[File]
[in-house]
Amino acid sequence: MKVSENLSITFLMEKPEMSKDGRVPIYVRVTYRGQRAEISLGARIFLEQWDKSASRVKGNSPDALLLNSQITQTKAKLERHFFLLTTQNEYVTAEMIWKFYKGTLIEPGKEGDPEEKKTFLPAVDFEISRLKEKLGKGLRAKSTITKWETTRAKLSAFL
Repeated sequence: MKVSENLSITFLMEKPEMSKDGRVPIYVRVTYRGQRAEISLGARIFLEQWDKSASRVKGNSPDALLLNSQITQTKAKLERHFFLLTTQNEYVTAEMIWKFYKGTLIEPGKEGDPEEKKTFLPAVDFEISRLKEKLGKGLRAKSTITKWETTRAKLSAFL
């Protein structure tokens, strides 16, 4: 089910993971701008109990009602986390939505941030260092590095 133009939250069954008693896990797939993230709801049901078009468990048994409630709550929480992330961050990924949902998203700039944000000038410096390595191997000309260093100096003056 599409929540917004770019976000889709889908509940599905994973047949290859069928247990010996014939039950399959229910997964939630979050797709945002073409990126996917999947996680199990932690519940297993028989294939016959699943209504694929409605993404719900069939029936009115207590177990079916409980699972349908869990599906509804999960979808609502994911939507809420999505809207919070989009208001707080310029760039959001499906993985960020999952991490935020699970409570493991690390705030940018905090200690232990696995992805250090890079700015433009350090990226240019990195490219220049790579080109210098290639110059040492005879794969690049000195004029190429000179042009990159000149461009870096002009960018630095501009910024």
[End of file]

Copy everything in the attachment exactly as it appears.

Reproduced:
[in-house]
Amino acid sequence: MKVSENLSITFLMEKPEMSKDGRVPIYVRVTYRGQRAEISLGARIFLEQWDKSASRVKGNSPDALLLNSQITQTKAKLERHFFLLTTQNEYVTAEMIWKFYKGTLIEPGKEGDPEEKKTFLPAVDFEISRLKEKLGKGLRAKSTITKWETTRAKLSAFL
Repeated sequence: MKVSENLSITFLMEKPEMSKDGRVPIYVRVTYRGQRAEISLGARIFLEQWDKSASRVKGNSPDALLLNSQITQTKAKLERHFFLLTTQNEYVTAEMIWKFYKGTLIEPGKEGDPEEKKTFLPAVDFEISRLKEKLGKGLRAKSTITKWETTRAKLSAFL
């Protein structure tokens, strides 16, 4: 089910993971701008109990009602986390939505941030260092590095 133009939250069954008693896990797939993230709801049901078009468990048994409630709550929480992330961050990924949902998203700039944000000038410096390595191997000309260093100096003056 599409929540917004770019976000889709889908509940599905994973047949290859069928247990010996014939039950399959229910997964939630979050797709945002073409990126996917999947996680199990932690519940297993028989294939016959699943209504694929409605993404719900069939029936009115207590177990079916409980699972349908869990599906509804999960979808609502994911939507809420999505809207919070989009208001707080310029760039959001499906993985960020999952991490935020699970409570493991690390705030940018905090200690232990696995992805250090890079700015433009350090990226240019990195490219220049790579080109210098290639110059040492005879794969690049000195004029190429000179042009990159000149461009870096002009960018630095501009910024």